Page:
The award-winning documentary “Black Jack Pershing: Love and War,” tells the story of World War I General John J. Pershing’s life and the personal tragedy so painful Pershing could never speak of it.
Black Jack Pershing: Love and War – is an important, dynamic, entertaining documentary featuring a man and his life which was pivotal to America’s successful campaigns during World War 1. The story and history as developed by Barney McCoy adds to our understanding of American history accurately and poignantly, and exemplifies the power of filmmaking. -Ron Hull, Nebraska Public Broadcasting
When America entered WWI in April of 1917 its military was hardly prepared for war. There were roughly 220,000 U.S. soldiers and officers. America’s troops initially lacked the training needed to effectively fight a veteran German army that used modern warfare tactics.
Germany’s high-powered artillery, poison gas, machine guns, fortified defensive positions and fighter planes exacted a heavy toll on U.S. troops. The Americans fought German troops with French, British, Canadian, Australian and other allied forces in deadly combat along 400 miles that comprised the Western Front.
General John J. Pershing was appointed by President Woodrow Wilson to command the American Expeditionary Forces in Europe. His nickname was “Black Jack.”
Commanding U.S. troops against overwhelming odds would be the greatest challenge of Pershing’s military career. Twenty months after America joined the fight, Pershing and two million troops helped turn the battle tide. Germany was forced to surrender on November 11, 1918.
“Black Jack Pershing: Love and War,” has been honored with an Award of Excellence by judges in the Broadcast Education Association’s Festival of Media Arts documentary division competition.
Here’s what the BEA judges said:
Judge 1: “This is to me an excellent historical account of the life of General Pershing. It is both factual and personal. To get both a sense of the drive and motivation that made him great and a sense of the person, the source of his values, the loves of his life and the heartbreaks he overcame was a delight. The director has created a valuable document detailing Pershing’s history that is both significantly deep but also approachable.“
Judge 2: “Very professionally produced. Good story, very engaging. I enjoyed the entire film.”
Judge 3:“Great introduction, short and straight to the point. Leaving you with the feeling of wanting to learn more about the topic/subject. Amazing Archival footage and pictures with good quality. Narrator’s voice was clear and as a viewer was able to follow and understand and very clearly.”
The competitive BEA festival received a record 1,541 entries in 15 competitions this year. BEA is the premier international academic media organization, driving insights, excellence in media production, and career advancement for educators, students, and professionals.
“Black Jack Pershing: Love and War” chronicle’s the life of World War I General John J. Pershing. It was directed by Bernard “Barney” McCoy, a professor in the College of Journalism and Mass Communications at the University of Nebraska-Lincoln. CoJMC professor of practice Luis Peon-Casanova was the documentary’s primary videographer.
“Black Jack Pershing: Love and War,” is a co-production of Painted Rock Productions and NET, Nebraska’s PBS station. Production support for the documentary was provided by CoJMC, Humanities Nebraska, UNL’s Research Council, Lowell Vestal, Sandra Pershing, and the Hitchcock Foundation.
WWI General John J. Pershing deeply loved his son Warren. The proof, as we discovered, rests among letters written more than a century ago and preserved in Pershing’s personal papers at the Library of Congress in Washington, D.C.
Warren was the only survivor of the 1915 Presidio fire in San Francisco, California that killed his mother and three sisters. Warren wasn’t simply John Pershing’s son. He was the only remaining link to Pershing’s deceased wife Frankie and daughters Mary, Anne and Helen. General Pershing was so stunned by their deaths he would never speak or write publicly about them for the rest of his life.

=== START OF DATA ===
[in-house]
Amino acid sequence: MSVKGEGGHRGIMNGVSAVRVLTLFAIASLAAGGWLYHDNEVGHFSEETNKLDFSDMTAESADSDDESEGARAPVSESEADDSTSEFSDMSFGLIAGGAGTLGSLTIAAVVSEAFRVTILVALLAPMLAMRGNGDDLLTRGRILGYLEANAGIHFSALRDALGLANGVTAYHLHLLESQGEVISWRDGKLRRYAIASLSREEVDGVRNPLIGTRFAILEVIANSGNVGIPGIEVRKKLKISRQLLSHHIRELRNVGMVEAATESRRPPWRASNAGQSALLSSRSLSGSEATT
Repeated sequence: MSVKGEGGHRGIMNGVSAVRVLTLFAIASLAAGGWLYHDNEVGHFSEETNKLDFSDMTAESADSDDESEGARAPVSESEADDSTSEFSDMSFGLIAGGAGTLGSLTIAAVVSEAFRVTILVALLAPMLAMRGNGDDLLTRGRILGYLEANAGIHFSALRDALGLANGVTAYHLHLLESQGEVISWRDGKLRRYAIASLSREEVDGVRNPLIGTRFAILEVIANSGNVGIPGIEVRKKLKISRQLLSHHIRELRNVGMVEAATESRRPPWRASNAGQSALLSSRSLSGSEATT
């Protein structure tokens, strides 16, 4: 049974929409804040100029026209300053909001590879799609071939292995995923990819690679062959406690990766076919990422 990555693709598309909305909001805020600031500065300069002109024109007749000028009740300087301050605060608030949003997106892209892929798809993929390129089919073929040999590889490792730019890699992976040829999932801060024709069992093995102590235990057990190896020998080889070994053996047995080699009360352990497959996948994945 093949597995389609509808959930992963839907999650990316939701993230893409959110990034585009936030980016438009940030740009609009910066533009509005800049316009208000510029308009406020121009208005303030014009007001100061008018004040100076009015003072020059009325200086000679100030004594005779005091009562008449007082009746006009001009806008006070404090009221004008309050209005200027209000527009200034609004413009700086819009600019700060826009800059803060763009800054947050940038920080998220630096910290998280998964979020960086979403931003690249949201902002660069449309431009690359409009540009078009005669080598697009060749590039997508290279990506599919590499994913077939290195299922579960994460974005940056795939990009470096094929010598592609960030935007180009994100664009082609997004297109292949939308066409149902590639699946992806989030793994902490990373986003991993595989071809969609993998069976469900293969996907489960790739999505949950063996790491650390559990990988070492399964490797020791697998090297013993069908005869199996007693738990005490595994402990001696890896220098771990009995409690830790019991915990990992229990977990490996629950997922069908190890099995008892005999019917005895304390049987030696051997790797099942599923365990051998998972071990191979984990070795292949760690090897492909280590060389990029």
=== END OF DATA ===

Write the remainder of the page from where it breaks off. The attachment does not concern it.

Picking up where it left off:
Twenty months after the Presidio tragedy, America entered WWI. General Pershing sailed to France as commander of the American Expeditionary Forces. Some 4,500 miles away, Warren stayed with his aunts in Lincoln, Nebraska where the 7-year-old boy frequently received letters from his father who was now charged with the enormous task of directing what would soon become more than 2-million U.S. troops fighting a veteran German army in Europe.
The all-consuming danger and demands of the war meant it would be two years before Pershing would see his son again. To fill the void of distance, loneliness, and love for his son, Pershing frequently wrote Warren.
In one letter, Pershing described his morning horseback ride to his son along the banks of the Marne River in France. “It is a beautiful river, and has a canal along its entire course,” Pershing wrote. “The banks of the canal are level and grassy, and frequently lined with trees,“ continued Pershing, who liked riding horses along the canal because of its beauty and soft soil that was easy on the horses’ “feet.”
The general ended his letter with words of tender longing: “The only thing that was lacking this morning in making my ride a complete joy was that you were not here to go with me. I often wish you were with me when I see beautiful things as I travel around the country. I would also like to have you with me always under all circumstances. I especially miss you at night…. With much love, Papa”
In March of 1918, Pershing encouraged Warren to practice his penmanship so his handwriting would become easier when he was a grown man. “There are lots of things I wish I had learned better when I was a little boy, as I might not have to work now.” wrote Pershing.
In the letter, Pershing seemed wistful yet encouraging. “You know little boys’ school days pass very quickly. They do not seem to pass very quickly, but the first thing you know they are gone, then you are a man and you cannot go to school anymore because you have to work, and maybe you have a lot of other things to think about and do not get much time to study and learn to write. I think if you wrote letters oftener it would soon come quite easy for you. Try it and see,” Pershing wrote.